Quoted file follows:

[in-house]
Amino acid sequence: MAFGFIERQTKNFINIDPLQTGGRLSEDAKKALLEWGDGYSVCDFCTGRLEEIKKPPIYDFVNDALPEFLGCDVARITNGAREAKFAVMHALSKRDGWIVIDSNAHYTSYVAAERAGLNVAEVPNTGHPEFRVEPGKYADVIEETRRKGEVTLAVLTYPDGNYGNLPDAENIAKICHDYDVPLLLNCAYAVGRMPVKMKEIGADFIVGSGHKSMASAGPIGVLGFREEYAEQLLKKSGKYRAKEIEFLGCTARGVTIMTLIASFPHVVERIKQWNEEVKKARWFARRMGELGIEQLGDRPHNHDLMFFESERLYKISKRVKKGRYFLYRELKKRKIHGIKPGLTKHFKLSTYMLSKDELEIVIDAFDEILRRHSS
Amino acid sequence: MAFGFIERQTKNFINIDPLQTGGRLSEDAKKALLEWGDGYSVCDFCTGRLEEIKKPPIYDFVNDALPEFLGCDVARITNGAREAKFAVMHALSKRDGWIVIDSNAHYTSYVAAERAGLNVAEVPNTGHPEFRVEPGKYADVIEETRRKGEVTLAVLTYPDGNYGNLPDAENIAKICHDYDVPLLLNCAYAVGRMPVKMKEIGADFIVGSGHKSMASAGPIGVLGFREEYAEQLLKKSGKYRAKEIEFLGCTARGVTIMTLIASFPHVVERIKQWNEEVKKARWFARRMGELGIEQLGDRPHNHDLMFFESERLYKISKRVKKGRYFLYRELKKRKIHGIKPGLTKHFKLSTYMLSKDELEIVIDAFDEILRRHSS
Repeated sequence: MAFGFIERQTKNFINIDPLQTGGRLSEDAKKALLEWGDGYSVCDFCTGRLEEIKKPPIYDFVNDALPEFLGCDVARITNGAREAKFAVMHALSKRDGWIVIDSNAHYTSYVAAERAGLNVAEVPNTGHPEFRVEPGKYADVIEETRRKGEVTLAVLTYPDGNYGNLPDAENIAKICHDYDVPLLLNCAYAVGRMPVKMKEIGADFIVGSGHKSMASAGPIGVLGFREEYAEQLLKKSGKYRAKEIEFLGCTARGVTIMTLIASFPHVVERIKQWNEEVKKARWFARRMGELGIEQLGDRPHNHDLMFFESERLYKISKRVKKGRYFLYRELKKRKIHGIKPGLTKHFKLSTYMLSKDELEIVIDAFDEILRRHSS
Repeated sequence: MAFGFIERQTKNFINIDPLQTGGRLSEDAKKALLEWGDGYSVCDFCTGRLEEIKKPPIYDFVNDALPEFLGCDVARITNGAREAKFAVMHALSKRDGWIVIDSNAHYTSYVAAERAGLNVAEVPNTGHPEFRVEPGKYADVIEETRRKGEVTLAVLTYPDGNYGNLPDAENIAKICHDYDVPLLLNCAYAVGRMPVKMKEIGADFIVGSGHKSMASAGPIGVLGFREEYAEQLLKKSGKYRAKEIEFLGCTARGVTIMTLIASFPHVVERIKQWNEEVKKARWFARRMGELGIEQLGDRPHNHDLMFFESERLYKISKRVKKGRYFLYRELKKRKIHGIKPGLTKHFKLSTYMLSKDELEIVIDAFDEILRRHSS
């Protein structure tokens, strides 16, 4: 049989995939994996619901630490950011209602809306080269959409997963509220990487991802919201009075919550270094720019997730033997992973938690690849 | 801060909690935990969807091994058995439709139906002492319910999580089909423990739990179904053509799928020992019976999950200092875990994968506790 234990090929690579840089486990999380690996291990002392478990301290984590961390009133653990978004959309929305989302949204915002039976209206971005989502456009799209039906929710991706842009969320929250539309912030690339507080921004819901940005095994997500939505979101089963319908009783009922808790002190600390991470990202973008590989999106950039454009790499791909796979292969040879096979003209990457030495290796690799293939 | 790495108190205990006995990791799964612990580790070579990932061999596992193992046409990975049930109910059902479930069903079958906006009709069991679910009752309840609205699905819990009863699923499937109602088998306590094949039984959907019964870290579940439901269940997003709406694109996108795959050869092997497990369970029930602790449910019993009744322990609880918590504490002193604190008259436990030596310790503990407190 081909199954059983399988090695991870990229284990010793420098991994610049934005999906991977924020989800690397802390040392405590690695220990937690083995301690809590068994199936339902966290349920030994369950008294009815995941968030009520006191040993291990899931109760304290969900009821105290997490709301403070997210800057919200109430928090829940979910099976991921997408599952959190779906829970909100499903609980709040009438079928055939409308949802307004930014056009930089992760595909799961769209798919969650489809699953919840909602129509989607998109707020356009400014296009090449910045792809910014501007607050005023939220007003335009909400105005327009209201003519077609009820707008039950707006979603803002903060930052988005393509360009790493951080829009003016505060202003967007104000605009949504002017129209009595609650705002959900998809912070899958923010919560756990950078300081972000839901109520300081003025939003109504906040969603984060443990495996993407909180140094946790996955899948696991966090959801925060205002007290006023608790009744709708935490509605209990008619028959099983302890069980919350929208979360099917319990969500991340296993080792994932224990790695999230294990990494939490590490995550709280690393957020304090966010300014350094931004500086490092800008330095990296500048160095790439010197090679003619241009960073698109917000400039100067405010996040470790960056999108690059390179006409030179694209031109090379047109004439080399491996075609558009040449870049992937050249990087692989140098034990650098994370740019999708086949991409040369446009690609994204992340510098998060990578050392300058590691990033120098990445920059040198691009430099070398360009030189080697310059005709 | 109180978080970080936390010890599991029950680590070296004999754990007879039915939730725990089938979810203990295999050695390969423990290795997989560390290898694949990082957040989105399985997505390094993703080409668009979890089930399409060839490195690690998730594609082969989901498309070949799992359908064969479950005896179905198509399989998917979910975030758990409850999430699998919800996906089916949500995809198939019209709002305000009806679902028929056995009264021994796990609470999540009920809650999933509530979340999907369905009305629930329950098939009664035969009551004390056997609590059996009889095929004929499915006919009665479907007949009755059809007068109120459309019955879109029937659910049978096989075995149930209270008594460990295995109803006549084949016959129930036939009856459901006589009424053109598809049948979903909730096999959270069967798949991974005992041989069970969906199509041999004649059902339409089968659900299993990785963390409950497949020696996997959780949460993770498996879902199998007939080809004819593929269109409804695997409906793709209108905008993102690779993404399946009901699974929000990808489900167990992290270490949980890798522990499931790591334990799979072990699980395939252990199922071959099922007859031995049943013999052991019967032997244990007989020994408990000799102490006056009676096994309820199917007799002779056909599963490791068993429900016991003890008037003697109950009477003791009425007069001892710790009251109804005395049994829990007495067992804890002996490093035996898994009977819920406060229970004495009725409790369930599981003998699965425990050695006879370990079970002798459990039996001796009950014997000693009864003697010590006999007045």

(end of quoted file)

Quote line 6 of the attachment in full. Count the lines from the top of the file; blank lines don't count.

């Protein structure tokens, strides 16, 4: 049989995939994996619901630490950011209602809306080269959409997963509220990487991802919201009075919550270094720019997730033997992973938690690849 | 801060909690935990969807091994058995439709139906002492319910999580089909423990739990179904053509799928020992019976999950200092875990994968506790 234990090929690579840089486990999380690996291990002392478990301290984590961390009133653990978004959309929305989302949204915002039976209206971005989502456009799209039906929710991706842009969320929250539309912030690339507080921004819901940005095994997500939505979101089963319908009783009922808790002190600390991470990202973008590989999106950039454009790499791909796979292969040879096979003209990457030495290796690799293939 | 790495108190205990006995990791799964612990580790070579990932061999596992193992046409990975049930109910059902479930069903079958906006009709069991679910009752309840609205699905819990009863699923499937109602088998306590094949039984959907019964870290579940439901269940997003709406694109996108795959050869092997497990369970029930602790449910019993009744322990609880918590504490002193604190008259436990030596310790503990407190 081909199954059983399988090695991870990229284990010793420098991994610049934005999906991977924020989800690397802390040392405590690695220990937690083995301690809590068994199936339902966290349920030994369950008294009815995941968030009520006191040993291990899931109760304290969900009821105290997490709301403070997210800057919200109430928090829940979910099976991921997408599952959190779906829970909100499903609980709040009438079928055939409308949802307004930014056009930089992760595909799961769209798919969650489809699953919840909602129509989607998109707020356009400014296009090449910045792809910014501007607050005023939220007003335009909400105005327009209201003519077609009820707008039950707006979603803002903060930052988005393509360009790493951080829009003016505060202003967007104000605009949504002017129209009595609650705002959900998809912070899958923010919560756990950078300081972000839901109520300081003025939003109504906040969603984060443990495996993407909180140094946790996955899948696991966090959801925060205002007290006023608790009744709708935490509605209990008619028959099983302890069980919350929208979360099917319990969500991340296993080792994932224990790695999230294990990494939490590490995550709280690393957020304090966010300014350094931004500086490092800008330095990296500048160095790439010197090679003619241009960073698109917000400039100067405010996040470790960056999108690059390179006409030179694209031109090379047109004439080399491996075609558009040449870049992937050249990087692989140098034990650098994370740019999708086949991409040369446009690609994204992340510098998060990578050392300058590691990033120098990445920059040198691009430099070398360009030189080697310059005709 | 109180978080970080936390010890599991029950680590070296004999754990007879039915939730725990089938979810203990295999050695390969423990290795997989560390290898694949990082957040989105399985997505390094993703080409668009979890089930399409060839490195690690998730594609082969989901498309070949799992359908064969479950005896179905198509399989998917979910975030758990409850999430699998919800996906089916949500995809198939019209709002305000009806679902028929056995009264021994796990609470999540009920809650999933509530979340999907369905009305629930329950098939009664035969009551004390056997609590059996009889095929004929499915006919009665479907007949009755059809007068109120459309019955879109029937659910049978096989075995149930209270008594460990295995109803006549084949016959129930036939009856459901006589009424053109598809049948979903909730096999959270069967798949991974005992041989069970969906199509041999004649059902339409089968659900299993990785963390409950497949020696996997959780949460993770498996879902199998007939080809004819593929269109409804695997409906793709209108905008993102690779993404399946009901699974929000990808489900167990992290270490949980890798522990499931790591334990799979072990699980395939252990199922071959099922007859031995049943013999052991019967032997244990007989020994408990000799102490006056009676096994309820199917007799002779056909599963490791068993429900016991003890008037003697109950009477003791009425007069001892710790009251109804005395049994829990007495067992804890002996490093035996898994009977819920406060229970004495009725409790369930599981003998699965425990050695006879370990079970002798459990039996001796009950014997000693009864003697010590006999007045």